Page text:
Monday, April 9, 2012

The Art of Wheelbuilding

[A guest post by Andy]

Since moving to Nashville my primary hobby had been pushed to the back burner for a variety of reasons. Moving into our new house here in East Nashville provided me with a perfect place to create a bike workshop. Back in college my apartments were graveyards of bike parts, inadequately sized toolboxes full of bike tools, and a trail of bike grease and crud that would make any landlord cry.  Nothing was better than helping my fellow low income college students feel completely fulfilled by their transportation choice, the bicycle. They had clever names like Sammy Davis Sr., Bill Paxton, Gertrude Stein, Patrick Michael Collins, and many more. We loved them enough to give them names, and it was my self imposed duty to keep them running as best I could. (Unfortunately we lost Gertrude Stein in an unfortunate bike polo accident.)

So I’ve decided to recapture this love of the bicycle, and to help our adopted city of Nashville become the Bike Capitol of the South... Starting One Bicycle at a Time. I decided that my life's passion, my vocation is to get as many people as possible on this, the most efficient modes of human transportation. In pursuit of this goal I decided the first project was to build a new wheel for Amanda's bike named Patrick Michael Collins. This was something I had long wanted to attempt but now with new fervor I took up the project.  

Stopping at a local bike shop here in Nashville I inquired into the availability of wheel building classes. This prominent shop went on to say that machine built wheels work just fine and hand built wheels are just too expensive for them to employ a wheel builder and thusly did not have the capabilities to build a wheel.  However according to several sources including my primary guide through this wheel building quest, The Art of Wheel Building, this is just not true. The machines that build wheels tend to build low quality wheels, there are several components of including the spoke washer (which I will talk about later) that machines simply cannot use and they are not as capable as a discerning human at tightening spokes to the degree necessary to make a wheel last. I have experienced this poor wheel building over the years and have gone through somewhere around 10 rear wheels and a couple of front wheels. During that time I have mostly ridden my dad’s old 10 speed which is a 27” frame (referring to the height of the wheels). However it seems for whatever reason bicycles and therefore most shops have switched over to the 700c tire size which is slightly smaller than these 27” classic wheels but are sold as 'better' quality (better parts but not assembled properly). Also they never carry high quality wheels in this size as they are usually for older bikes. I decided to see what I could do to build a high quality 27” wheel.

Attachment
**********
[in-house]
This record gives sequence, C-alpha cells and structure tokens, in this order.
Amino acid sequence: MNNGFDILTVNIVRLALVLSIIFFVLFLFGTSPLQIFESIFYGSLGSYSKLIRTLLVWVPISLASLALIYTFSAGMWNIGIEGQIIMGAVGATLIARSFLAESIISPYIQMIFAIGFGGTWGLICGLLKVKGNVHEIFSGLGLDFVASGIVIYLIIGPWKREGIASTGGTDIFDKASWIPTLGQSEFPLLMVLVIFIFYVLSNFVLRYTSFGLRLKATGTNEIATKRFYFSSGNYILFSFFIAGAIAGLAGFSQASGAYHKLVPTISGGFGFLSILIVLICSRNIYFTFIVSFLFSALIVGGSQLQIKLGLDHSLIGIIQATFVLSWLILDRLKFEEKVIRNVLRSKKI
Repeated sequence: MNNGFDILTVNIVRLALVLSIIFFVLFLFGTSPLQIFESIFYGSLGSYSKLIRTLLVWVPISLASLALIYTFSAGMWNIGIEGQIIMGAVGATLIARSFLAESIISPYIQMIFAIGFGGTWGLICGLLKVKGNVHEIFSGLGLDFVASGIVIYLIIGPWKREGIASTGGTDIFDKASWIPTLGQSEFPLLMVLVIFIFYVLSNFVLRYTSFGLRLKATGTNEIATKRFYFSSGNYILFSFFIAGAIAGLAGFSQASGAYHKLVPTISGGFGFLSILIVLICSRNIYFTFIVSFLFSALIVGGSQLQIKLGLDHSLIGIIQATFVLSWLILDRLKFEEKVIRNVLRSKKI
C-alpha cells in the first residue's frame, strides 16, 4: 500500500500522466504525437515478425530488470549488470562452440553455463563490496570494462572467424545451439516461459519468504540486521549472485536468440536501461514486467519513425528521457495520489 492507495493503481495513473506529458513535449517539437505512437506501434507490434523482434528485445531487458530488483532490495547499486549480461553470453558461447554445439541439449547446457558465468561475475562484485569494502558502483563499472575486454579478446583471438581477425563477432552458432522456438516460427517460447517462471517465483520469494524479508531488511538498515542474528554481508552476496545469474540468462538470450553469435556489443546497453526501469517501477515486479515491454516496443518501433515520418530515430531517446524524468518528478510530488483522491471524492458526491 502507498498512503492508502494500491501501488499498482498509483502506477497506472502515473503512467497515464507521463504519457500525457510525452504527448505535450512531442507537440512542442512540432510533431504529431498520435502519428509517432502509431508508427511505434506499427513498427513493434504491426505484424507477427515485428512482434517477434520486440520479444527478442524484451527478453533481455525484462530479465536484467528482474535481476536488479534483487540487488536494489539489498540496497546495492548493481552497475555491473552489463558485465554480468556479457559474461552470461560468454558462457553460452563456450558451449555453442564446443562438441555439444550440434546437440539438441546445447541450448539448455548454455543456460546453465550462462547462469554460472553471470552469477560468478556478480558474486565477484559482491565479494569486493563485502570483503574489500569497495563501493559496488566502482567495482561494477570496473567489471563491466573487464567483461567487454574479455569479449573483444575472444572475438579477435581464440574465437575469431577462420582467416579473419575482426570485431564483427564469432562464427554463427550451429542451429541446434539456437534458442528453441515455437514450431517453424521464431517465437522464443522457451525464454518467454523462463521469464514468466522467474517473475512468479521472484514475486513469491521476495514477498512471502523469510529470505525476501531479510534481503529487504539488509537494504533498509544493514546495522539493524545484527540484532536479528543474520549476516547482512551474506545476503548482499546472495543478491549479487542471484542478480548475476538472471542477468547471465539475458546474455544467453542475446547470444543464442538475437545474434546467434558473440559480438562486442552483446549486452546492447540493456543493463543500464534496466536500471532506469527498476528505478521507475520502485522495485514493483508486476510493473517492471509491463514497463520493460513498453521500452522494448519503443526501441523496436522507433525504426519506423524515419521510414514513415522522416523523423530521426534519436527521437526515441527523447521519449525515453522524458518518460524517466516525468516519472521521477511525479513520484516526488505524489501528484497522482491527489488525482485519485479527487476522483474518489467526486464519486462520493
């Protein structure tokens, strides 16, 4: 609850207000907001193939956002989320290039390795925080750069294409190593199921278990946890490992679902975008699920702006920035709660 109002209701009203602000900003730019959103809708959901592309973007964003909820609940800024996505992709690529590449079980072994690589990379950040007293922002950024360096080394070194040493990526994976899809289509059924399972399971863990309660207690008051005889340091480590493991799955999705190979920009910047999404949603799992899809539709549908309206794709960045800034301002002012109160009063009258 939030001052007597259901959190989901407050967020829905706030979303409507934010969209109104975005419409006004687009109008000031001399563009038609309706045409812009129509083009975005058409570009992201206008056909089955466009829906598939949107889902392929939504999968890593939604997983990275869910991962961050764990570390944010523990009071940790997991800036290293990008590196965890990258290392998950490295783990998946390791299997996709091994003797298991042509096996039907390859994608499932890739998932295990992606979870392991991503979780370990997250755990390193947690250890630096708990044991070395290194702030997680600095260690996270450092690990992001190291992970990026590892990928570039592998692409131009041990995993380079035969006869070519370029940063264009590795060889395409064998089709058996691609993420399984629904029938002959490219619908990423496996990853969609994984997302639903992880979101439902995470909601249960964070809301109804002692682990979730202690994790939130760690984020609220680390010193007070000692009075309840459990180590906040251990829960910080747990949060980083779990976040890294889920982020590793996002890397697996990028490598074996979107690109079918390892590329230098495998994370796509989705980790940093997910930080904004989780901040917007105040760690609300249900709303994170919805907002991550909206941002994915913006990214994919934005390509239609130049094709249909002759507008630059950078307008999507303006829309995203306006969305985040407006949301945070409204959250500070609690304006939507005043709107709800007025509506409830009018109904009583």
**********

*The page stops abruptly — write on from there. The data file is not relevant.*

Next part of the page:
And while I was at it I had always wanted to see what a generator hub could do. A generator hub is just that the middle of the bicycle wheel is converted to a small electrical generator that operates simply from the spinning of your wheel. They offer a very small amount of resistance, and can provide electricity for a wide variety of low voltage applications including but not limited to phone chargers, iPod chargers, and the application I was going for, a very bright headlight. Usually bike headlights operate not so much for you to see where you are going, but for cars to see that you are there. Lights to see the road generally cost hundreds of dollars and take battery packs the size of water bottles.  

So I resolved for my first wheel to be a quality 27” rim with a generator hub so Amanda could actually see the road at night. The specs of the rim and hub had to be calculated to find out the length of spokes required for the wheel.
After 3 times relacing the spokes I finally got the lacing pattern right. After the first attempt I thought I had ordered the wrong size spokes, but things gradually got better. At one point I had the spokes laced and thought I had destroyed the wheel. The rim was bent to such a degree by the spoke tension that I thought if I went to grab the camera the whole thing would just collapse. But it all worked out, and after several rounds of truing I have a wheel fit for a queen (Amanda).
Next Guest Post from me: Tour of the Bike Shop at Bailey Hall

From Left to Right, 294mm Wheelsmith spokes, DT Swiss Spoke Washers, Brass 2.0mm  Wheelsmith Nipples
CR-18 Sun Rim Double Walled Eyeleted 27" Rim - you will not find these in a shop near you
Shimano 3N-30 Generator Hub 36 Hole beefy for a front wheel

Washering the spokes over some evening pancakes
After the second disassemble trying to get the lacing pattern right
finally figured it out... I need a rim
Buster scoffs at my incompetence
Wheel ready for the ridin'